If you have ever been to the Mediterranean countries, you have an idea about the rich history and abundance of healthy, delicious food that is served nearly for every meal. It should come as no surprise, then, that this area of the world is also one of the healthiest, due in part to the diet those living in the area mostly adhere to. Scientists have long examined what makes this diet so effective at warding off bad health*.
The cornerstone of the Mediterranean diet is a strong focus on vegetables, fruits, nuts, and legumes. These are found in nearly every meal in some shape or fashion. Also commonly found in Mediterranean food is the ubiquitous olive oil, as well as grains, herbs, seeds, and spices.
After that, fish and seafood are most often found. It makes sense, too, as the Mediterranean civilizations have long since turned to the abundance of seafood found in the area. From shellfish like mussels and shrimp to fresh fish like cod, seafood plays an important role in the Mediterranean diet, and more often than not, it is the protein that appears on the plate. If not seafood, then more than likely poultry, eggs, cheese or yogurt.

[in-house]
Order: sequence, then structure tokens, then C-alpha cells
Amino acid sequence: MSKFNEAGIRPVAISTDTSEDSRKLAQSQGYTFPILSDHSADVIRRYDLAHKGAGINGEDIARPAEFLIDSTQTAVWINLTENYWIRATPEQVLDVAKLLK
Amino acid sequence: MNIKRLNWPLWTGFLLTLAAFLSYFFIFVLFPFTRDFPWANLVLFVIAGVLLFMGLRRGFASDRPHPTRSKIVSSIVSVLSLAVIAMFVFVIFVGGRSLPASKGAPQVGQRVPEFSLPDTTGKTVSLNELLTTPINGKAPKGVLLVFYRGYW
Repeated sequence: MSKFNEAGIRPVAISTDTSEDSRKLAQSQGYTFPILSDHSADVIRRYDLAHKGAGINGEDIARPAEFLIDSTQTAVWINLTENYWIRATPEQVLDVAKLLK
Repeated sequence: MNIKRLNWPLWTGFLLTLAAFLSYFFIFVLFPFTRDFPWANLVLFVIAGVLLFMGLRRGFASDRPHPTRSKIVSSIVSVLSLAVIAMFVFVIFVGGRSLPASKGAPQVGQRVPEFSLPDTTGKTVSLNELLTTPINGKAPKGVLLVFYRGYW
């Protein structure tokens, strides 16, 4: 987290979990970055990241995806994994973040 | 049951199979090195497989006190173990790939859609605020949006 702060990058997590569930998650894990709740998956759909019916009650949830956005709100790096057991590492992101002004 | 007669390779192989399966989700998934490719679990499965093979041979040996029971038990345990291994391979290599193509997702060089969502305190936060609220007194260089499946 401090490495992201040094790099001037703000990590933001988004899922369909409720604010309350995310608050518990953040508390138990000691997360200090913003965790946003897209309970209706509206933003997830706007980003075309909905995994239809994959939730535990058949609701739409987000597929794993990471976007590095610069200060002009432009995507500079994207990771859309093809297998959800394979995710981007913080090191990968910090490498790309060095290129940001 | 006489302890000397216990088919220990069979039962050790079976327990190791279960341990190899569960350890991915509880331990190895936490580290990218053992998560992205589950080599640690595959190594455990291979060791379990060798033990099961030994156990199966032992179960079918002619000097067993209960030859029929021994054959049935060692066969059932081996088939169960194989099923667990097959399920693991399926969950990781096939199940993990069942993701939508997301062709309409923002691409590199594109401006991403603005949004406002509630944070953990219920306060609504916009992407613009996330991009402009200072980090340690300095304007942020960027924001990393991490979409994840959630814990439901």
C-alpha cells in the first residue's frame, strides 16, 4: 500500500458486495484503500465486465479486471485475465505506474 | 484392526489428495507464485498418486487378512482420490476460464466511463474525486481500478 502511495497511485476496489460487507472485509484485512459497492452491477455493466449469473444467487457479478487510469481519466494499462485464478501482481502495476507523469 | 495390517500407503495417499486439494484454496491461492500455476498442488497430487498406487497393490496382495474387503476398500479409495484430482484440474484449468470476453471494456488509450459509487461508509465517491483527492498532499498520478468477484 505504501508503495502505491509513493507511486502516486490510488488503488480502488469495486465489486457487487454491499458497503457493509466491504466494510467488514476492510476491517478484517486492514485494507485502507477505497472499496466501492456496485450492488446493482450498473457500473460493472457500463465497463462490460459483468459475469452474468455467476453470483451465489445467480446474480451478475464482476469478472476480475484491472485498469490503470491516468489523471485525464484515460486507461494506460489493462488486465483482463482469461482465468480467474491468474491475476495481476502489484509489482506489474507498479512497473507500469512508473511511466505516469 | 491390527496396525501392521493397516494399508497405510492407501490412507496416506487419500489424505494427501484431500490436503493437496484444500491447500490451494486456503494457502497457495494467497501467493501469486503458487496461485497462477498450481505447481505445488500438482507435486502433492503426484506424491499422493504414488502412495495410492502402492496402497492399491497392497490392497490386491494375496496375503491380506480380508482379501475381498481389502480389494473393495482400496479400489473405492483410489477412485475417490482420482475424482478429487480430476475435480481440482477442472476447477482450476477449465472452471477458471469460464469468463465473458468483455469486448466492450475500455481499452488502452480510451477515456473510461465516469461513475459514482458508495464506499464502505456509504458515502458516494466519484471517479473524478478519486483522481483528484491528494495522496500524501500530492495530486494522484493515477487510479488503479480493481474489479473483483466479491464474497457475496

Compare that to Western diets, which typically have a greater focus on starches, carbohydrates and red meats, and researchers begin to see a pattern as to why more people in the Mediterranean live healthy and happy lives. In fact, the latest research from PREDIMED indicates that the Mediterranean diet, when adopted wholly, has promise to help manage metabolic syndromes especially among those with high cardiovascular risk, central obesity, and hyperglycemia. Researchers pointed to the Mediterranean diet’s high content of “minerals, polyphenols, and other phytochemicals that combat oxidative stress, inflammation, and insulin resistance,” according to Dr. Salas-Salvado, who conducted the study.
Research is beginning to show the importance of dieting. In fact, meeting with a doctor to discuss certain conditions, your diet might be brought up. What does your usual meal schedule look like? What kind of foods do you eat the most? Do you think you would enjoy the Mediterranean diet?
*Note: there are many other factors that go into the health of Mediterranean people other than simply their diet. This blog post is in no way claiming that switching to the Mediterranean will improve your health, merely stating results shown in clinical studies.